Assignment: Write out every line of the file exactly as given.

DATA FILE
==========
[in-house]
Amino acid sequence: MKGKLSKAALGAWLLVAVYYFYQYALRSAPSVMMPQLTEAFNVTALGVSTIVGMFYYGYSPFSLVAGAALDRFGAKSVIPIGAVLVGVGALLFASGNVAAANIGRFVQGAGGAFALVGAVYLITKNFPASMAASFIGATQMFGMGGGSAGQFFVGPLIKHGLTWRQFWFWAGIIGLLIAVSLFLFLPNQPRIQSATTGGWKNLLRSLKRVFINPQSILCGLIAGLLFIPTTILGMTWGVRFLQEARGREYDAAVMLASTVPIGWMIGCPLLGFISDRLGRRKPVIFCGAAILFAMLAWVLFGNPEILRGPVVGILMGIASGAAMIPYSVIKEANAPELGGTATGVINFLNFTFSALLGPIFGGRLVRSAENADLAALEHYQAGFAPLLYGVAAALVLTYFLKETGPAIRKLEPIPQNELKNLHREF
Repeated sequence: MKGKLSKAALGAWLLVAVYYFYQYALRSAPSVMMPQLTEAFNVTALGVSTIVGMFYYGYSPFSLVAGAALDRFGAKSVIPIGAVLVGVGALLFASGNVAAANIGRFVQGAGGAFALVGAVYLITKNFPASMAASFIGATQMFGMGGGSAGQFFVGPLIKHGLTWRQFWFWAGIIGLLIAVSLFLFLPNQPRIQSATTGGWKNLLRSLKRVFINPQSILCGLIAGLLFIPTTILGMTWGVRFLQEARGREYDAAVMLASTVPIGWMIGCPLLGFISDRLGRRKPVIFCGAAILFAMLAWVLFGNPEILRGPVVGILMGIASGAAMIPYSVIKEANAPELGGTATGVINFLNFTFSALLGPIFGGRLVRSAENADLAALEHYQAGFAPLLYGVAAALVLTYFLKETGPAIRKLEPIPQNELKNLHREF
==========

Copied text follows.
[in-house]
Amino acid sequence: MKGKLSKAALGAWLLVAVYYFYQYALRSAPSVMMPQLTEAFNVTALGVSTIVGMFYYGYSPFSLVAGAALDRFGAKSVIPIGAVLVGVGALLFASGNVAAANIGRFVQGAGGAFALVGAVYLITKNFPASMAASFIGATQMFGMGGGSAGQFFVGPLIKHGLTWRQFWFWAGIIGLLIAVSLFLFLPNQPRIQSATTGGWKNLLRSLKRVFINPQSILCGLIAGLLFIPTTILGMTWGVRFLQEARGREYDAAVMLASTVPIGWMIGCPLLGFISDRLGRRKPVIFCGAAILFAMLAWVLFGNPEILRGPVVGILMGIASGAAMIPYSVIKEANAPELGGTATGVINFLNFTFSALLGPIFGGRLVRSAENADLAALEHYQAGFAPLLYGVAAALVLTYFLKETGPAIRKLEPIPQNELKNLHREF
Repeated sequence: MKGKLSKAALGAWLLVAVYYFYQYALRSAPSVMMPQLTEAFNVTALGVSTIVGMFYYGYSPFSLVAGAALDRFGAKSVIPIGAVLVGVGALLFASGNVAAANIGRFVQGAGGAFALVGAVYLITKNFPASMAASFIGATQMFGMGGGSAGQFFVGPLIKHGLTWRQFWFWAGIIGLLIAVSLFLFLPNQPRIQSATTGGWKNLLRSLKRVFINPQSILCGLIAGLLFIPTTILGMTWGVRFLQEARGREYDAAVMLASTVPIGWMIGCPLLGFISDRLGRRKPVIFCGAAILFAMLAWVLFGNPEILRGPVVGILMGIASGAAMIPYSVIKEANAPELGGTATGVINFLNFTFSALLGPIFGGRLVRSAENADLAALEHYQAGFAPLLYGVAAALVLTYFLKETGPAIRKLEPIPQNELKNLHREF